Sparks bursted into the deep blue night, as the the last piece of evidence for those poisonous feelings and memories was swallowed by the flames. The pain behind the black ink seemed to fuel the fire like it knew it was dying but wanted to mangle Her one more time on its last breath. Creepy shadows were dancing over her face, hardening the delicate features around her mouth, turning the soft wrinkles on her forehead into icy crevasses and her vivid eyes into onyx carriers of death.
She stared into the flames for a little longer until the page was fully burnt, then she inhaled deeply and sat down on a log of driftwood for her last rendition of the story she would thereby send to oblivion.
She had been an actress throughout her whole life – a provocateur, a shameless exaggerator, always flirting with drama and suspense. She needed it to express herself and persist in this stone cold world where no emotions were shown anymore. It was her way of revolting. And I loved it, too, because it made me actually feel things again. That evening I couldn’t help myself but think that she was selling the beach as her stage, the ocean as her audience and her little story as a whole play with five acts.
“I thought we’d have all the time in the world. I had heard so many stories. Where time got cut short, got killed by the world, by life and its circumstances. No matter how hard my mind argued with my heart and told me to tear away as long as I still could, it never stood a chance. Those feelings…those lies couldn’t have been deceived by the truth.”
Her voice was exaggeratedly epic but distant like she was lingering in the old worlds of the past. Yet her hands underlined her words with small, elegant gestures. She looked right into my face when she continued, as if it was me who haunted her in her day dreams and night depressions.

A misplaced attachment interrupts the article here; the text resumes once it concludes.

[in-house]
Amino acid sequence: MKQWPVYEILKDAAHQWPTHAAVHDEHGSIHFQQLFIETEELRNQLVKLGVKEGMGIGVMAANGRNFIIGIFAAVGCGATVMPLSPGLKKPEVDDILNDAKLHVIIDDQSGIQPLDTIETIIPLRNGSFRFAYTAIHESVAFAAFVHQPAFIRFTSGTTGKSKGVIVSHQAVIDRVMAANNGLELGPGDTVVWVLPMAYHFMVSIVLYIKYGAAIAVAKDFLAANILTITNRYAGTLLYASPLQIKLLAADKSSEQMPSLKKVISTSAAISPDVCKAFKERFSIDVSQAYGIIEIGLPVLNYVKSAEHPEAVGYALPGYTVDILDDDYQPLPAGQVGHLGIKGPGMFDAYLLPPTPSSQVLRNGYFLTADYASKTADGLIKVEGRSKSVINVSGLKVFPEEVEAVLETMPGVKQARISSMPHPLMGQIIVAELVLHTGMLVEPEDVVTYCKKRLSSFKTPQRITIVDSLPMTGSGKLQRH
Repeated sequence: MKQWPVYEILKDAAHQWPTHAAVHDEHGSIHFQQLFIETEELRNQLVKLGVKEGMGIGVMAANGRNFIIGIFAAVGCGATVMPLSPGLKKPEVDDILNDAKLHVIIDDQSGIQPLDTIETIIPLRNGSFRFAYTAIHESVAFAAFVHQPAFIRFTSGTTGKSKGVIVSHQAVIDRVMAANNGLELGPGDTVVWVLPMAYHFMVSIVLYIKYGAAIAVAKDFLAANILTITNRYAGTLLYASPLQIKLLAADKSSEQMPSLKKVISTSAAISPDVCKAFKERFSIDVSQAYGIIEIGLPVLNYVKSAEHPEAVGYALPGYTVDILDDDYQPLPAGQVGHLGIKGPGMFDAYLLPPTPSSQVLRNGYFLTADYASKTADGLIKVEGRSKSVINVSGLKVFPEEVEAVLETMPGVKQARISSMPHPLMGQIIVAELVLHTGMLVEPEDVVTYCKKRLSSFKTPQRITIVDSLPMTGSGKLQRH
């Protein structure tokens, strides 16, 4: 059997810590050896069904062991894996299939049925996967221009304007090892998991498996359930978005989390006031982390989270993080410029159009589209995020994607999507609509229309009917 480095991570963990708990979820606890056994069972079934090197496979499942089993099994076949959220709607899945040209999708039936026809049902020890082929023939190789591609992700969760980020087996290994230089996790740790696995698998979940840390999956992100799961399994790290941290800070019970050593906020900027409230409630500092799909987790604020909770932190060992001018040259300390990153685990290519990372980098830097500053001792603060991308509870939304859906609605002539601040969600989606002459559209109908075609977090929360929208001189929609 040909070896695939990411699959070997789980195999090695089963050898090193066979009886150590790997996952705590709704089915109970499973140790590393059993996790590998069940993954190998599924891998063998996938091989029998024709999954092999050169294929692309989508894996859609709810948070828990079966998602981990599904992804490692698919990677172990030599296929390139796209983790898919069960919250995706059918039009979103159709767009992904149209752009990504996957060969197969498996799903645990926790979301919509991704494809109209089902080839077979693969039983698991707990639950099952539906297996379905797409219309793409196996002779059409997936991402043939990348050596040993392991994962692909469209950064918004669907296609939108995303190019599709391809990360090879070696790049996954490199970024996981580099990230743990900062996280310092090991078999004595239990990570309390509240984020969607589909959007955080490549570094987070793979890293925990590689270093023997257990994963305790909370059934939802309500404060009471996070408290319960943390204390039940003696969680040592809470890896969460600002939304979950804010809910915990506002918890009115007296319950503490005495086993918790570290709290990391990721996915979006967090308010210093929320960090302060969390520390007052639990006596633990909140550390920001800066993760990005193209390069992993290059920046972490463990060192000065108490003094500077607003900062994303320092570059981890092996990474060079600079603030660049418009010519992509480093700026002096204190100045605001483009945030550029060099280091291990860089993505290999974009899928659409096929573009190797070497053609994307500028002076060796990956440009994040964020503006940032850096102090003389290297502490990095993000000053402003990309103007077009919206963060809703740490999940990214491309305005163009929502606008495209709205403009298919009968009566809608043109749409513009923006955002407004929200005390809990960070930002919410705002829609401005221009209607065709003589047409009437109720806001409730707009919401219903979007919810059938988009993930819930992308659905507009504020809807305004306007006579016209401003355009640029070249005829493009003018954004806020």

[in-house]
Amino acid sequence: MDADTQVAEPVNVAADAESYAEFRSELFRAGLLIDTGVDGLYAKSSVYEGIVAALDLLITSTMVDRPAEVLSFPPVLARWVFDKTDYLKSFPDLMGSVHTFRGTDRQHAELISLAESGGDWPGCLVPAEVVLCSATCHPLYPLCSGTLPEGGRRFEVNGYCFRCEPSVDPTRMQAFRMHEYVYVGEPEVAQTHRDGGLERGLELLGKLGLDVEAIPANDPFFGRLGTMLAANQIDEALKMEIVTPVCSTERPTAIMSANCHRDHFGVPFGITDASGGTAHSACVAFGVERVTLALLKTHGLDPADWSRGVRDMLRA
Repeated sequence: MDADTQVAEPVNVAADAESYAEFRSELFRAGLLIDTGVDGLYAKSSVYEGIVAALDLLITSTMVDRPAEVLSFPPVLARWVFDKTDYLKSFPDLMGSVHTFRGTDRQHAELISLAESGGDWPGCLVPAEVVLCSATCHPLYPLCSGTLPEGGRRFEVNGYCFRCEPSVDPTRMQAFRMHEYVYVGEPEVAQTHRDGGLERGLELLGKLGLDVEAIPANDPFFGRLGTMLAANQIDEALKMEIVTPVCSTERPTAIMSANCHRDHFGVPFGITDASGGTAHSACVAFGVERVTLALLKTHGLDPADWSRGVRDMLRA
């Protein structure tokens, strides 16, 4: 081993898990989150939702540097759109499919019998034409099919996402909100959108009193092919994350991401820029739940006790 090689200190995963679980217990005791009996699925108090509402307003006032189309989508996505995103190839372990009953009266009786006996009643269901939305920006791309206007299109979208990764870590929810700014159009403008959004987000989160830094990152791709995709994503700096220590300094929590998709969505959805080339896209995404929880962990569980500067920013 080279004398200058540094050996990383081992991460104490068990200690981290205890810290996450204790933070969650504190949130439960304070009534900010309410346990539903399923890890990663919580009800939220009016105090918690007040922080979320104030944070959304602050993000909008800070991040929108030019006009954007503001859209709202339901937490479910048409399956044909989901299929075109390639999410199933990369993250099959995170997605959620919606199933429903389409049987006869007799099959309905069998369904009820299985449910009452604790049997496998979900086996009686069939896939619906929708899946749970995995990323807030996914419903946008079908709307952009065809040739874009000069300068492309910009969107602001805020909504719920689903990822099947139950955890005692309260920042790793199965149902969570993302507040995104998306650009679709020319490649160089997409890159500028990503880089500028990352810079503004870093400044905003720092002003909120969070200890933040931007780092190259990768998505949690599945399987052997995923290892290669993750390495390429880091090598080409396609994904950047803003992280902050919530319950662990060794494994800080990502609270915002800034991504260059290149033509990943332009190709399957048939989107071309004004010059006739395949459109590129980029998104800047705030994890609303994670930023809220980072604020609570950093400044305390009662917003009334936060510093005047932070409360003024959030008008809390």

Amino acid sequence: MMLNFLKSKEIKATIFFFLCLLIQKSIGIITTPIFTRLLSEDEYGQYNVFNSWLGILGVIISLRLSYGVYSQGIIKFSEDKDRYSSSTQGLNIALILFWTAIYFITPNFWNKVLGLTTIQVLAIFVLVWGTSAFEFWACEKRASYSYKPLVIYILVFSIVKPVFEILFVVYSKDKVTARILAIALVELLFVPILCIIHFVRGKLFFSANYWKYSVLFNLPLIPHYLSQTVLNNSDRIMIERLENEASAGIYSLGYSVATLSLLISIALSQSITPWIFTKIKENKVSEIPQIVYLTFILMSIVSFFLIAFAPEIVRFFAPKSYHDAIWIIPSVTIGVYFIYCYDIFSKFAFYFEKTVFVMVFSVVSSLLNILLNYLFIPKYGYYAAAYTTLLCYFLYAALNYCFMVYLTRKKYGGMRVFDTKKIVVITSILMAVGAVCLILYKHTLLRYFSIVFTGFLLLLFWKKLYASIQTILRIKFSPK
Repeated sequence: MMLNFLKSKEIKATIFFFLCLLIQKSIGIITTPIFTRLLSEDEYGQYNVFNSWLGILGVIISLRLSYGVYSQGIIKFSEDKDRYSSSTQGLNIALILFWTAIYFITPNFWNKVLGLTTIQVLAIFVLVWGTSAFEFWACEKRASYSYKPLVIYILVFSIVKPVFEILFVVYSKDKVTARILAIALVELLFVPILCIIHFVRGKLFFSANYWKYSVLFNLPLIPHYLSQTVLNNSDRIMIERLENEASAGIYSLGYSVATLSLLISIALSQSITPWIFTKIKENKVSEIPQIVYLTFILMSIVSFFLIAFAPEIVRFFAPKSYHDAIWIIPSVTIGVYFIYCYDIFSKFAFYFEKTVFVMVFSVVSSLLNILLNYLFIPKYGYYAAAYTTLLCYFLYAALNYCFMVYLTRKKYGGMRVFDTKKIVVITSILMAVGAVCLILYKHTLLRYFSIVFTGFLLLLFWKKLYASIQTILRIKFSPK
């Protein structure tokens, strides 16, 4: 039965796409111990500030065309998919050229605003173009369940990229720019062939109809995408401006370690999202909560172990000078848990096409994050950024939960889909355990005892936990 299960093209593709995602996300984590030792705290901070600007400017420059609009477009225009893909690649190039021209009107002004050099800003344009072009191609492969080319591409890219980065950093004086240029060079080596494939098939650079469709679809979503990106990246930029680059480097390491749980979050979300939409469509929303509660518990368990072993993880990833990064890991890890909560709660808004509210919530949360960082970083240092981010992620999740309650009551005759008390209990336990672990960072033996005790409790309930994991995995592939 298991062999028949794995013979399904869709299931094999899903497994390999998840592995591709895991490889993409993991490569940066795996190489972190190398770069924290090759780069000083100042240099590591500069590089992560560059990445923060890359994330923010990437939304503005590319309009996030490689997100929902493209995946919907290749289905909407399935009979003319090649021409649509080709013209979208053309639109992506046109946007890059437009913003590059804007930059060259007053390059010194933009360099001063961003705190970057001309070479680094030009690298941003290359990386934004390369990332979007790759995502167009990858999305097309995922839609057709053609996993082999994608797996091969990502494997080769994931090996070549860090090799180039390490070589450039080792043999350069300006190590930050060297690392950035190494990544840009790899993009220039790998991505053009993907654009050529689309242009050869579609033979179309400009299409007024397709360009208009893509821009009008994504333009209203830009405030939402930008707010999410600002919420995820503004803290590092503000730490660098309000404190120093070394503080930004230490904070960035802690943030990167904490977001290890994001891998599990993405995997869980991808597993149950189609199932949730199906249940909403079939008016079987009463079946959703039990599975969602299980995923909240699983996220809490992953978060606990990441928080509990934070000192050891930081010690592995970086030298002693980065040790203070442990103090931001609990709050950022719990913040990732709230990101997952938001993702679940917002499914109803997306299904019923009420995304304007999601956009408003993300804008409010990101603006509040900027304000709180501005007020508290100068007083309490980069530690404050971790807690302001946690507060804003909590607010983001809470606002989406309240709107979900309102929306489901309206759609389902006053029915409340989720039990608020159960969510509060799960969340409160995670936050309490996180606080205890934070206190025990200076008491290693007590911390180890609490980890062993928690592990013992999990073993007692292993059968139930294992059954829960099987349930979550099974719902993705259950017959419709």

“Even though it overwhelmed you and almost drove you crazy, we used to gaze at the stars. At our star. The one that stood between us, connected our constellations and formed a bond that was supposed to keep us together, no matter how big the distance between us. Forever. Time seemed non-existent.
But stars die. What you didn’t know and I didn’t want to accept, was the fact that our star was dead and doomed from the very beginning. It only still shone for us because light takes so endlessly long to travel. But we were children together and they don’t know these things. Only my subconscious could not be fooled. Maybe that was why I refrained from looking at the night sky more and more often. I believed there was time to hide, even though anxiety and horrifying foreshadowings arose deep in me, making me hard and you bitter.
Yet I clearly remember that one night, blue and magnificent. Our long awaited reunion, adoring each other like the first time. Like the second time. Like all the countless times after.
It was a warm summer night after days of music and joy. Fireflies bathing our hearts in gold. We looked through our telescopes. Infinitely close to each other. And to our star, glowing so bright and promising, as if it was immortal.”
“And then it exploded.”
She jumped up. Imitated the sound of the bang, making brutish sounds. Spit into the sand. Jerked her hands into the air. A shower of sparks was shot at the sky. The flames devoured the wood mercilessly. Waves were suddenly crashing against the rocks around them and the stars were glaring aggressive and ice-cold. Her frantic pulse matched the heartbeat of the sea, chased her breath over her ripped lips way too fast.
“Time was up. Our entire skies were covered by this huge, ultra violent supernova.”
When she collapsed, she looked at me. She had the eyes of a predator. One that was still fierce and full of rage but too tired to hunt. Suddenly it seemed like she had just used up all her energy, mine and her surrounding’s, making the whole world slow down. Her voice sounded idle and worn out when she ended her performance, released the last fragment of her heart and watched it rise into the dark sky, bound to the fire’s smoke and her whispers.
“Then the light was gone and everything was just dead.”